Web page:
Those of us living in twenty-first century America find ourselves in a culture obsessed with the heroic. The popularity of the current spate of superhero movies, which shows no sign of going away any time soon, is perhaps the most flamboyant manifestation. But the issue is even more pervasive, extending to heroes of all kinds: sports heroes, war heroes, even the “everyday” heroes featured at the ends of newscasts.
Justice with equity is something that I expect from God (Deuteronomy 32:4). It is beyond the ability of any human or human institution to provide it, thus our hope should never rest in any human institution.
Conversations at the end of sermons can go many places. I have forgotten most, but a few stand out. I particularly remember one that took place some thirty years ago. I was just into my first Senior Pastorate, having worked my way through the ranks of Youth Pastor and Associate Pastor. I was still in the process of completing my Ph.D. in Systematic Theology, having acquired a Master of Divinity and a Master of Theology degree. Nonetheless, I felt overwhelmed and woefully inadequate. I felt very much a novice at preaching, pastoral care, and board leadership.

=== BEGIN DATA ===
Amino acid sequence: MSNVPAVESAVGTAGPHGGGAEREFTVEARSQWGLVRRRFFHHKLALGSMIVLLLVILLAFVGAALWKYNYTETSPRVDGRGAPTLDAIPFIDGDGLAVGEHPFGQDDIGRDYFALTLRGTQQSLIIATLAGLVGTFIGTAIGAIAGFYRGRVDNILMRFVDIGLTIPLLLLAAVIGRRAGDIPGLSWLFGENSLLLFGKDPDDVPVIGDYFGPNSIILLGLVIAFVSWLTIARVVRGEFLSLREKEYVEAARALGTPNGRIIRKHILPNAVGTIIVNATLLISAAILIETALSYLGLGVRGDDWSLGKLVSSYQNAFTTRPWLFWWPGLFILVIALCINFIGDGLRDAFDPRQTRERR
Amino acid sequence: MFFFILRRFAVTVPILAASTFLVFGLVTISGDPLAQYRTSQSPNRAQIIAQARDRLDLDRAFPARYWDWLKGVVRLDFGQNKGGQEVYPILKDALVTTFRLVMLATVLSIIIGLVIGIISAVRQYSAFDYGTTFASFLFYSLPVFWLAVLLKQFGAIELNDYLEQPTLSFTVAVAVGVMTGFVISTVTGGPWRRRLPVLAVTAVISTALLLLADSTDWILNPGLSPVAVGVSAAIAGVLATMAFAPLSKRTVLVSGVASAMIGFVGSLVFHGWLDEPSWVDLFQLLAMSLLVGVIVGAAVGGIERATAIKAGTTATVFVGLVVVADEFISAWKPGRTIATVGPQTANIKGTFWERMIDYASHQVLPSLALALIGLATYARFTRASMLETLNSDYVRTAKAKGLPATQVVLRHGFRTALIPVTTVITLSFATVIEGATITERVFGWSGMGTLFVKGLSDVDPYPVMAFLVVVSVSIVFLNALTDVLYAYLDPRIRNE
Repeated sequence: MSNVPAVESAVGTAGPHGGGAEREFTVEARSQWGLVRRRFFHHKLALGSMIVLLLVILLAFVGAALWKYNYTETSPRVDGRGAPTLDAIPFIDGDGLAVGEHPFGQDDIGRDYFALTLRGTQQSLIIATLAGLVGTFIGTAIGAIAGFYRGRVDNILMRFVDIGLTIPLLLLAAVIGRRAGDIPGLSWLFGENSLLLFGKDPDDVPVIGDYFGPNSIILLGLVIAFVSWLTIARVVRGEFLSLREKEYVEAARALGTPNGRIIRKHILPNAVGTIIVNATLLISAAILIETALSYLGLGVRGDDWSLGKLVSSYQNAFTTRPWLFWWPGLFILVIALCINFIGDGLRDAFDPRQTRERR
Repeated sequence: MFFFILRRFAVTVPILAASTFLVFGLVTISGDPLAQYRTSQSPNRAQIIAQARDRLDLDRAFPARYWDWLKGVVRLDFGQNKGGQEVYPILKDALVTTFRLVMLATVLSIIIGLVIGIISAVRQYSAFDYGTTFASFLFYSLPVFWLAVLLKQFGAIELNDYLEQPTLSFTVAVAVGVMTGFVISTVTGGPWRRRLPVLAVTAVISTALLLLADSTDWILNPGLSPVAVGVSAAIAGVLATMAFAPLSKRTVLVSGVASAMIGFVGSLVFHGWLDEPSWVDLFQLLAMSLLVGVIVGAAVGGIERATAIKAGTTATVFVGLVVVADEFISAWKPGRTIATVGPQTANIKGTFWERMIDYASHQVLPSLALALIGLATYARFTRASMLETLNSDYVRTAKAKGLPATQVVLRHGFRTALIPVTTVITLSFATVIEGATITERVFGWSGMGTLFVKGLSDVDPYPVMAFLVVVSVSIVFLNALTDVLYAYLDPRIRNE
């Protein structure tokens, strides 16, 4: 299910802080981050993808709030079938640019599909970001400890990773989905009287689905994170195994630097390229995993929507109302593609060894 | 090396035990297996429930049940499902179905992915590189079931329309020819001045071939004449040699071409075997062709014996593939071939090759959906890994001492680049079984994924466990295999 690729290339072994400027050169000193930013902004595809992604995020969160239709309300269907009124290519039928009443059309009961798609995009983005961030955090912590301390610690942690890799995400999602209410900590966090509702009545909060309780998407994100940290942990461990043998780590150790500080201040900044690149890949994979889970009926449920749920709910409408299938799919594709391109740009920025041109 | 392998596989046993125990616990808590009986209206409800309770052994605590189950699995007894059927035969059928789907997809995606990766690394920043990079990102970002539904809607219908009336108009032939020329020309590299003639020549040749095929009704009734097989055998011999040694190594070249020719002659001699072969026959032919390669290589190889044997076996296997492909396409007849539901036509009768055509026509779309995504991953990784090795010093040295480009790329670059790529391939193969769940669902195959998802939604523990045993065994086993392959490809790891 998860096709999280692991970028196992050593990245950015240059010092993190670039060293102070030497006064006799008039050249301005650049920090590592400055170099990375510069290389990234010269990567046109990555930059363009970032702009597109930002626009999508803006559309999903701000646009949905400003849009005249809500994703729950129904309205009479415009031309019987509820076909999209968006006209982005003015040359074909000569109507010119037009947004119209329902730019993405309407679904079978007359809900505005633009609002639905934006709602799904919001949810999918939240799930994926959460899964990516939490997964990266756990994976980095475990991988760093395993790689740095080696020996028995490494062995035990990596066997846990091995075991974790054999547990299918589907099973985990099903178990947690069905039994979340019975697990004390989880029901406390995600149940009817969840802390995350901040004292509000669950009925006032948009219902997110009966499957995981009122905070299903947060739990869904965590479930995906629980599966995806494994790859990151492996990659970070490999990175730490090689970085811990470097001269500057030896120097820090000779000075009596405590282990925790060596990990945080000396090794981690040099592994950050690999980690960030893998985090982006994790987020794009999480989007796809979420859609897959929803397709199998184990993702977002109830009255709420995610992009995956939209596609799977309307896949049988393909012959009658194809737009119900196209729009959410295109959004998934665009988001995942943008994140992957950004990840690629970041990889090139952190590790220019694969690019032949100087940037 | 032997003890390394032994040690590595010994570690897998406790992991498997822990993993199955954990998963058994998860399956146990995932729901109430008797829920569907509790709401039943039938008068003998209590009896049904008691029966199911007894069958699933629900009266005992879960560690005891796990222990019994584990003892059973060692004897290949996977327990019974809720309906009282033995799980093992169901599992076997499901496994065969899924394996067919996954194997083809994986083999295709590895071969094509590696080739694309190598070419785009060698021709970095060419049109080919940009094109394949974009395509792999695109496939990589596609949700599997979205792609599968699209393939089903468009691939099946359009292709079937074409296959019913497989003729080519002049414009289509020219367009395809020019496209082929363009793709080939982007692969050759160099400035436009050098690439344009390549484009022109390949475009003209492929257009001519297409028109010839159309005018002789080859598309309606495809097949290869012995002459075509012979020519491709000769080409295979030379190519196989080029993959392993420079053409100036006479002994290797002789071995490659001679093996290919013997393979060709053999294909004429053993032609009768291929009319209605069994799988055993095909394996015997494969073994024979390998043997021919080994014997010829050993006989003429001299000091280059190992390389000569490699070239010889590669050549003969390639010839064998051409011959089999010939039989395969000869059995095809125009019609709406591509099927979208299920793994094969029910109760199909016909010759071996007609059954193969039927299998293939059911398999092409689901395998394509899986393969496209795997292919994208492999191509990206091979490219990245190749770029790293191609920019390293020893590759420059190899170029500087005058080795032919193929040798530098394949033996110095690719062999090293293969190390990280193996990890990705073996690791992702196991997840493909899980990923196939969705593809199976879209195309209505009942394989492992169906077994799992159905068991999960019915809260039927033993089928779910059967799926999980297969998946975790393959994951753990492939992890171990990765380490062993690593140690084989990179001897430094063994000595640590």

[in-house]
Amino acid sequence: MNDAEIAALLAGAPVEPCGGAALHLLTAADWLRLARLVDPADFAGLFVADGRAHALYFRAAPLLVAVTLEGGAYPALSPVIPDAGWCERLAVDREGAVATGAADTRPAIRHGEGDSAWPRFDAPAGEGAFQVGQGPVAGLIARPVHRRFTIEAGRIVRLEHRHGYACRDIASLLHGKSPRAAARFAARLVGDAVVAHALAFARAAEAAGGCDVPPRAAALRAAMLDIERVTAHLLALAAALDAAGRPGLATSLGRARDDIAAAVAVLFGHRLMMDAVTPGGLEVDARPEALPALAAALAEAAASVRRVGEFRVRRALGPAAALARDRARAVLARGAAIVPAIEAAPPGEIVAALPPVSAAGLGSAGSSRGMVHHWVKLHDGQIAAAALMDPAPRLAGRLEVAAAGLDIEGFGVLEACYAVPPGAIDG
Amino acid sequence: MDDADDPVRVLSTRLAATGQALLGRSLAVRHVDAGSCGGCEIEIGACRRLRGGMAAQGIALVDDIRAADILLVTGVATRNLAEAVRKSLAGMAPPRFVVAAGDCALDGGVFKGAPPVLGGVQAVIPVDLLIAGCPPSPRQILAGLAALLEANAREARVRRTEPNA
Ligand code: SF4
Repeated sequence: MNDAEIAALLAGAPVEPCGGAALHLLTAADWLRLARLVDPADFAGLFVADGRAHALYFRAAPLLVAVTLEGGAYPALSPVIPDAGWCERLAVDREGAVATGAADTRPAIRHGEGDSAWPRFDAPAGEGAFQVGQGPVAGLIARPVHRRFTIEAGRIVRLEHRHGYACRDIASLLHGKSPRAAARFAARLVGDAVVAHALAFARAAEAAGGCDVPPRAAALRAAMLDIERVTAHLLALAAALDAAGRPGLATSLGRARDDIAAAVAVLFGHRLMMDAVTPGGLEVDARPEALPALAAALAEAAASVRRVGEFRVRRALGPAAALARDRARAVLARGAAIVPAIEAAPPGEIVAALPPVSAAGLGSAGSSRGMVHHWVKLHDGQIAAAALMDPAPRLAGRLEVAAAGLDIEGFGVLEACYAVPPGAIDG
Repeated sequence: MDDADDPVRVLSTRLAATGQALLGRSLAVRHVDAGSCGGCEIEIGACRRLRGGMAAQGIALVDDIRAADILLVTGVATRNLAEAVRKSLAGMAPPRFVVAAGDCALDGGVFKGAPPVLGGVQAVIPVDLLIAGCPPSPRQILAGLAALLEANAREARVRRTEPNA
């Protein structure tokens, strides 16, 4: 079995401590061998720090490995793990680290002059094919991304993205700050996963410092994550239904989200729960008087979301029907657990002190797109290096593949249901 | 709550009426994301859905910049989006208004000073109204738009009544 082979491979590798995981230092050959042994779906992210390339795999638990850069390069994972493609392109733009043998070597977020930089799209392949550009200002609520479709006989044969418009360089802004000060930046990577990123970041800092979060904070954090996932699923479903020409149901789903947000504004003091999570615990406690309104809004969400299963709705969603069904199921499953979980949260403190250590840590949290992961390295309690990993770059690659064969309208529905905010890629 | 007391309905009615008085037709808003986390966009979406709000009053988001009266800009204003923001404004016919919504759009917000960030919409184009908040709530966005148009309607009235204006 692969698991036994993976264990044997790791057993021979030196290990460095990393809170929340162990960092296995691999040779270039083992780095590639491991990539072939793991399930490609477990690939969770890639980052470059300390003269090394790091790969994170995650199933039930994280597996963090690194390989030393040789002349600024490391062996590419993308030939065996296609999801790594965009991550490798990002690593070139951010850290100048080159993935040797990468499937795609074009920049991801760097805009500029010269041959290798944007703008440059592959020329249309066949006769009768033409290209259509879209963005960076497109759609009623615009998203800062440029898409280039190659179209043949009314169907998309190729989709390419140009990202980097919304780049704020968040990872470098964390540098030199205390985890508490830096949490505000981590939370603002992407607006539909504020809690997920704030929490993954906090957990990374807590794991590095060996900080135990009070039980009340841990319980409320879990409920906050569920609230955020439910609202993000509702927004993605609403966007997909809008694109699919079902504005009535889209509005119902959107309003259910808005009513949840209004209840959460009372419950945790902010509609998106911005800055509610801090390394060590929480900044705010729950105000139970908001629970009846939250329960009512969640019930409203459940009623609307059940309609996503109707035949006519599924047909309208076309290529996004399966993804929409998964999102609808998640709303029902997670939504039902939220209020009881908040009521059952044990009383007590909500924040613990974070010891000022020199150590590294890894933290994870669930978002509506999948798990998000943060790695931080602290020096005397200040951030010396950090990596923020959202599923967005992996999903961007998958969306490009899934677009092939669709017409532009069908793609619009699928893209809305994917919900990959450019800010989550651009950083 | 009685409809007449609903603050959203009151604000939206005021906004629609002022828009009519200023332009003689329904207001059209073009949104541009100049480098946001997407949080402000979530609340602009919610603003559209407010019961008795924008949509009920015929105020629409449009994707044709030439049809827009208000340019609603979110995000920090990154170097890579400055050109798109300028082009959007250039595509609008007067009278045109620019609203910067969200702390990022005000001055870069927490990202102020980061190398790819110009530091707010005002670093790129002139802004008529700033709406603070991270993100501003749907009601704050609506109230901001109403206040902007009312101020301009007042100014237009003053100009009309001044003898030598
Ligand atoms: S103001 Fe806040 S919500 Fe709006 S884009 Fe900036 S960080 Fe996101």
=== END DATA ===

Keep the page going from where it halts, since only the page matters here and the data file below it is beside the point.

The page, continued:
We’re glad to say that last year’s conference was not just a one-off, but that a second annual Canvas Conference is planned for August 11th-12th, again in Portland, OR.
By taking off the pressure of having to excel, we allow ourselves to live in the moment. Released from the burden of needing to be better than good, needing to claw our way to the top, hit the sermon out of the park, we can relax a bit.